It’s a catch 22.
Depression can cause erectile dysfunction (ED), and erectile dysfunction, in turn, can cause depression.
But this can have grave consequences.
In 2017, 5,821 suicides were recorded in Great Britain. Of these, 75% were men.
Thankfully, more people are becoming aware of the importance of men’s mental health.
In this article, we’ll contribute to the conversation by expanding on the links between erectile dysfunction and depression.
How does depression cause erectile dysfunction?
Depression can be defined as “a mood disorder that causes a persistent feeling of sadness and loss of interest” in formerly pleasurable activities.
And as we covered in the Book of Erections, sexual desire is important for healthy erections. So if libido is a kind of energy, then it’s easy to see how a condition that deprives you of energy (as depression does) can affect your erections.
The flip side: erectile dysfunction can trigger depression
As mentioned at the beginning of this article, erectile dysfunction can cause depression and vice versa.
Many men who experience erectile dysfunction feel “angry, frustrated, sad, unsure of themselves, or even less ‘manly’” (P.S. you’re not ‘less manly’ – ED in men is actually very common and its bearing on masculinity is purely subjective).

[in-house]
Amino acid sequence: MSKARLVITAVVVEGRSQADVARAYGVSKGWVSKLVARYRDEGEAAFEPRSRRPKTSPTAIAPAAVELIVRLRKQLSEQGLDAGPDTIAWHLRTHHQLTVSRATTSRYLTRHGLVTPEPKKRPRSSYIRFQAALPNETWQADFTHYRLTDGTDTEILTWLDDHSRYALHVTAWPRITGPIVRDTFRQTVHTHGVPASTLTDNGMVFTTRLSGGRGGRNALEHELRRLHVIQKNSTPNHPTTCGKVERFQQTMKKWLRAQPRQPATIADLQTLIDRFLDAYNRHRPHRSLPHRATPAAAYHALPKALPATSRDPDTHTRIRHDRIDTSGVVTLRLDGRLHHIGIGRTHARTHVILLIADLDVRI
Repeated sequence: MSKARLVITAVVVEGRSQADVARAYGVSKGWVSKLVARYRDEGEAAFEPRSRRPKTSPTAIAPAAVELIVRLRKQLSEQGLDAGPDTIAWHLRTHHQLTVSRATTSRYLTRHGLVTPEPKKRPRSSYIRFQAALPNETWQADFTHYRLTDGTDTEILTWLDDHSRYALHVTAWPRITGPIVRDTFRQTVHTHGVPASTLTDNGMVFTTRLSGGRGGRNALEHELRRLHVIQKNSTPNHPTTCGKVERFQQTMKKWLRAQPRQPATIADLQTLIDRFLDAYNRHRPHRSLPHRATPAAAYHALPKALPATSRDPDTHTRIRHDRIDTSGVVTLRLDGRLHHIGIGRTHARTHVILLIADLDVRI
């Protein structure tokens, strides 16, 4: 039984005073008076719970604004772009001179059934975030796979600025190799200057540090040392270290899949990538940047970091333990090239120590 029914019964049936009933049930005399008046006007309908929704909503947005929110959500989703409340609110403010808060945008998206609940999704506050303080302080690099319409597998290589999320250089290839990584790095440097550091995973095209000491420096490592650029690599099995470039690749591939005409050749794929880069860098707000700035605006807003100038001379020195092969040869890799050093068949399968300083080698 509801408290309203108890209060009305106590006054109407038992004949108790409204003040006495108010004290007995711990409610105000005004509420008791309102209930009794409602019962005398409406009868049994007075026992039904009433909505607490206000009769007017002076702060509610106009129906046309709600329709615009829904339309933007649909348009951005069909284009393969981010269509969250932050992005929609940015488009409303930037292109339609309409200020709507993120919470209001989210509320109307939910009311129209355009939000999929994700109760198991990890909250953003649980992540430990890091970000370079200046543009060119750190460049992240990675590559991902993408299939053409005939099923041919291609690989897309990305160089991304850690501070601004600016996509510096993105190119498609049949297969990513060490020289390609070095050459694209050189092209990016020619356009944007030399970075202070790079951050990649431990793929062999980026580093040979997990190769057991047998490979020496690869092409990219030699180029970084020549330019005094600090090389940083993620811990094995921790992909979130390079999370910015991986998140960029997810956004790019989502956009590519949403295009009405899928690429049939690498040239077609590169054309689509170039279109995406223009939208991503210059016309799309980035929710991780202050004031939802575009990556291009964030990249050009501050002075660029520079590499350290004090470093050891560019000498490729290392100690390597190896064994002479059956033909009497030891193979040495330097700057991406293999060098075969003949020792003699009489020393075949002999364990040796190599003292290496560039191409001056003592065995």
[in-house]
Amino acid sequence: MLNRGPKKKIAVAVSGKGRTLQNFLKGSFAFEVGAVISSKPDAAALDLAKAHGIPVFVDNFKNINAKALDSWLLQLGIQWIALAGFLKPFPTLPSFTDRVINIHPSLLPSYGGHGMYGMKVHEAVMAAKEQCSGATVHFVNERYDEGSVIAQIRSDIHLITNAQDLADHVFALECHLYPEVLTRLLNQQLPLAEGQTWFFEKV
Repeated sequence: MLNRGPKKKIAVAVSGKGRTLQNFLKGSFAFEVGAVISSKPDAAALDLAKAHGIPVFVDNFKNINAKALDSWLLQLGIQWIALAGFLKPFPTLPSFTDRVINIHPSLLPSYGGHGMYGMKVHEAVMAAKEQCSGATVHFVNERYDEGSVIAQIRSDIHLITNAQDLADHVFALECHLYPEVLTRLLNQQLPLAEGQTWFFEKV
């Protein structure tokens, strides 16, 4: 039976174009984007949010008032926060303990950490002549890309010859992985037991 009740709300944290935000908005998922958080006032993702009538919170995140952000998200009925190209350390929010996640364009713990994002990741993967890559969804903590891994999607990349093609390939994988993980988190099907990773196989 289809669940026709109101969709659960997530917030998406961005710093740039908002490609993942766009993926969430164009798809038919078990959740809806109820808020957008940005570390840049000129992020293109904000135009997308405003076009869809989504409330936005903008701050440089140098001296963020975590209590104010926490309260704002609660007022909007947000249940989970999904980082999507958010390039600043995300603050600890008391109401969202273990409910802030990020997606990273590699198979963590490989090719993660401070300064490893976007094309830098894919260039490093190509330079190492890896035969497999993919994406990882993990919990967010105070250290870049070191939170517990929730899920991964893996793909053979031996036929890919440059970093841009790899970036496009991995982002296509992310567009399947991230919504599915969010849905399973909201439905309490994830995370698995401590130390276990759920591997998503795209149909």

These feelings may lead to deeper feelings of low self-esteem, loss of interest in formerly pleasurable activities (such as sex), and apathy – all symptoms of depression.
Is there a way out of the erectile dysfunction and depression cycle?
That’s why you should consider combining sildenafil with treatment options that tackle the root cause of your depression-related erectile dysfunction.
Therapy is one such option. In its various modalities, psychotherapy can be an effective way to address the fundamental causes of your depression in a comfortable and confidential environment.
There are pharmaceutical options too, although these are best discussed with your doctor. It’s worth noting that some types of antidepressants (known as SSRIs) can cause erectile dysfunction. There’s a risk/benefit balance to be struck here, which should be properly discussed and supervised by a physician or psychiatrist.
The bottom line
Evidence suggests there is a link between erectile dysfunction and depression.
Sildenafil has been shown to effectively treat erectile dysfunction in men who have ED caused by depression.
However additional therapy is beneficial for addressing the root causes of depression-related erectile dysfunction.